So why did I put a bunch of short stories into Kindle Unlimited?
Kindle Unlimited (KU), if you haven’t heard of it, is basically Amazon’s version of Netflix for ebooks. Basically, you pay $9.99 a month in the US and £7.99 in the UK, and you can read all the ebooks you want from Amazon’s Kindle Unlimited catalog. For readers, especially the sort of power readers who can get through multiple books a day, this is a pretty good deal.
For writers, this can be a variable deal. Basically, once 10% of a borrowed book has been read, the writer receives a payment. The payment comes out of a fund of money Amazon sets aside each month for KU, which is then divided by the number of borrows total across Amazon for the month. The fund for October 2014 is $3 million, so the payment per borrow will be $3 million divided by the total number of borrows. So far, this has been about $1 to $2 per borrow.
There’s a catch, though – to be in KU, a book has to be in Amazon’s Kindle Select program, which confers a number of benefits (you can set a book to free for 5 days every 90 days), but a book can only be on Amazon – no Barnes & Noble, no Kobo, no iBookstore, no Google Play, no Scribd, nothing. It has to be only in Amazon.
This wasn’t something I was willing to do. On any given month, about 75% to 80% of my sales are on Amazon, which means to do KU, I would have had to walk away from about 25% of my monthly book sales. I wasn’t willing to do that with my novels or technical books.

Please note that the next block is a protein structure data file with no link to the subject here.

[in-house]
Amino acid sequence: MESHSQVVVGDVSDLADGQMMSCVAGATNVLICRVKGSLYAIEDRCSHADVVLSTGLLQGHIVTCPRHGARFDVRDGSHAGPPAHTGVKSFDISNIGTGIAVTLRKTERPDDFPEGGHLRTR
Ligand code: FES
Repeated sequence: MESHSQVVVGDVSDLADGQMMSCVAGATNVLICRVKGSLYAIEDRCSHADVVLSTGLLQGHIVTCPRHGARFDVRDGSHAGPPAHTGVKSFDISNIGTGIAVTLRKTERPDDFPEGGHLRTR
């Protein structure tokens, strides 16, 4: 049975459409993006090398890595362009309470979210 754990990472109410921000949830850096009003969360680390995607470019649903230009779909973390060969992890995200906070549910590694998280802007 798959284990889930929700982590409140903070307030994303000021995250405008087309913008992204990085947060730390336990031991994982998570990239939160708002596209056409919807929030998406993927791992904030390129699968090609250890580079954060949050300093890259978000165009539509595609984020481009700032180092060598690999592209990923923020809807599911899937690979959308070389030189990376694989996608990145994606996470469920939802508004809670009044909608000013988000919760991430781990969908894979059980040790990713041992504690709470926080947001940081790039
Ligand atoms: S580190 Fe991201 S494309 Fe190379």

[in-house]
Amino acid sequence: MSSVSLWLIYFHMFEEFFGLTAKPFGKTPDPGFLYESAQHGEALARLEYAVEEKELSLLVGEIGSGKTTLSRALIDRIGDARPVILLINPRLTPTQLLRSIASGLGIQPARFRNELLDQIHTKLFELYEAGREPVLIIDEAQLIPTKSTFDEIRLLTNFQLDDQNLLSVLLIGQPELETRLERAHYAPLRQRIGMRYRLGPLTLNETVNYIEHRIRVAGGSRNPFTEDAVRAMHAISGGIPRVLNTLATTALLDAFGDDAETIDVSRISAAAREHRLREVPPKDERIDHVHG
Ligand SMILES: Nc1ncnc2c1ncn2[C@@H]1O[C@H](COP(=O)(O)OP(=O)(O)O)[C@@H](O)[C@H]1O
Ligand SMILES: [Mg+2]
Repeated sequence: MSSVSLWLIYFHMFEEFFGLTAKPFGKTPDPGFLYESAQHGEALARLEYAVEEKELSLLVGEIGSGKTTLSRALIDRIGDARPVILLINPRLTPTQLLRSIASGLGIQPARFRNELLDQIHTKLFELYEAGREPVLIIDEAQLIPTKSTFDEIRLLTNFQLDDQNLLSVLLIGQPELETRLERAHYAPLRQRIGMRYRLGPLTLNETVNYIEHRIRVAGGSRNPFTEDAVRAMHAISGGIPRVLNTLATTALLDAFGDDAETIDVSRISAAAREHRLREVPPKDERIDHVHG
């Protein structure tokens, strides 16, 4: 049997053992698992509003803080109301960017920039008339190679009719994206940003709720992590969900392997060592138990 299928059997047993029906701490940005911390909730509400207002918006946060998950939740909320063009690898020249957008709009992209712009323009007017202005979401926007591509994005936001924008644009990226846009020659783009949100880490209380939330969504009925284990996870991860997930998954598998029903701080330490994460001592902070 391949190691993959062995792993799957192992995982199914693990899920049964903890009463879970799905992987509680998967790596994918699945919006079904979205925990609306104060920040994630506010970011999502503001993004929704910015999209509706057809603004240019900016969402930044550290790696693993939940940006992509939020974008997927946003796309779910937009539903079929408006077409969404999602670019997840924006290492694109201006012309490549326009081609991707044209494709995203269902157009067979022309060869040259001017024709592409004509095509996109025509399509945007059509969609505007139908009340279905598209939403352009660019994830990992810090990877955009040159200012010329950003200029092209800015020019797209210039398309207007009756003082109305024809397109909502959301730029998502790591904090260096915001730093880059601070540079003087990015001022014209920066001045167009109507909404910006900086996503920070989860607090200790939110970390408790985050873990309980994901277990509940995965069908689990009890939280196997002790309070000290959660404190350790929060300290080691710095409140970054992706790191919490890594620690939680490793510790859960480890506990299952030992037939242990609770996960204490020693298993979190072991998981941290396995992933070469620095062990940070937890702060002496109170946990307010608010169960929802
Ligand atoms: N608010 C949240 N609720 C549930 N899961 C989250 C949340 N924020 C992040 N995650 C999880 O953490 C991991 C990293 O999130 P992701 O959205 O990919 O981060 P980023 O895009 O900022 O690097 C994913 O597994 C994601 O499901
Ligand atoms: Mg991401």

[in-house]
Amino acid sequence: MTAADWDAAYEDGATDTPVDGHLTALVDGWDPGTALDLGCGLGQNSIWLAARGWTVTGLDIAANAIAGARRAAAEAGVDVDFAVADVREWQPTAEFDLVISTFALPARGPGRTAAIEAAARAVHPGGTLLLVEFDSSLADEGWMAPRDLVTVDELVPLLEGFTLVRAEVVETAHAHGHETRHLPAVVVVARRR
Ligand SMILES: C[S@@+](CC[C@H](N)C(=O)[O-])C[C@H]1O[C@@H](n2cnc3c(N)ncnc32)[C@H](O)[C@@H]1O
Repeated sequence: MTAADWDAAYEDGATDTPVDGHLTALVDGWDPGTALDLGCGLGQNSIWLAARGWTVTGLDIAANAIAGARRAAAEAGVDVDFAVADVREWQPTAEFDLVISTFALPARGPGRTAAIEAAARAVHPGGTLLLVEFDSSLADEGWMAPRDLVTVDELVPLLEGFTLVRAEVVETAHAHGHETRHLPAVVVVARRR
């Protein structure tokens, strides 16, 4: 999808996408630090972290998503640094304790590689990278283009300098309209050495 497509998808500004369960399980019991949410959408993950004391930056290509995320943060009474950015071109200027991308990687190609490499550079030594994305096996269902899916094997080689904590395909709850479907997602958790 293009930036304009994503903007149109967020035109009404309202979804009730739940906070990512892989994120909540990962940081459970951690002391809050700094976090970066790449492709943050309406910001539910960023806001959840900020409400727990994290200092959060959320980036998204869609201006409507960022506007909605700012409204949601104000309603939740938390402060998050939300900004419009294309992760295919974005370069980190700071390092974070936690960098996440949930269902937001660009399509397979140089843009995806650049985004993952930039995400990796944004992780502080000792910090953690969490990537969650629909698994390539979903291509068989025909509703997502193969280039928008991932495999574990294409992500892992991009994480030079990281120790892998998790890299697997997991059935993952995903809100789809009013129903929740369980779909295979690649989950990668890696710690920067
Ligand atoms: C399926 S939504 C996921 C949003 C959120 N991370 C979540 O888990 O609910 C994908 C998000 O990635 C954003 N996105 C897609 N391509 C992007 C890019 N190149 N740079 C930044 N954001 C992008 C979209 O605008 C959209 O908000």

My short stories, though…
I write short stories mostly as a bonus. I give them away for free with my new-release newsletter via Smashwords coupon, and after that I put them for sale on the various platforms. They don’t really do much then. A few copies a month, but little more than that. Most of those copies are on Amazon.
So I did some math, and in September, of all the short stories for THE GHOSTS, GHOST EXILE, DEMONSOULED, and FROSTBORN, I sold 155 copies (not counting GHOST RELICS, which was too new), and of those 155, only 34 of them were on non-Amazon platforms. Why not experiment with those in KU? That’s one of the advantages of self-publishing – you can try something and base further decisions on actual data from the results, not upon whatever a particular publisher happens to feel like doing that day.
I decided to put the short stories into KU as a promotional tool. The enrollment term for Kindle Select is three months, and I figure it I can get more than 34 borrows a month by the end of December, the experiment will have been a success, especially since the borrow would (currently) earn more money than the $0.35 or $0.70 I would get per story. Additionally, I can use the free days to give away stories when I send out newsletters. When I sent out the newsletter for FROSTBORN: THE DARK WARDEN on October 5th, I also set THE SOULBLADE’S TALE to free. THE SOULBLADE’S TALE got downloaded a bunch of times and was briefly in the top 20 free SF/F short stories on Amazon. Since THE SOULBLADE’S TALE also had a link to FROSTBORN: THE GRAY KNIGHT, which had a mini-boom in sales from that – as of this writing it’s at #14 for Arthurian Fantasy in Amazon US, #2 for Arthurian Fantasy in the UK and #8 for Historical Fantasy on Amazon AU.
So even if KU is a bust, the ability to give away an older short story as a free bonus with my new-release newsletter is obviously valuable.
Writers do have to self-promote, and I think my old short stories will help me do that. Since I know many writers are unsure about Kindle Unlimited, I will post my results here.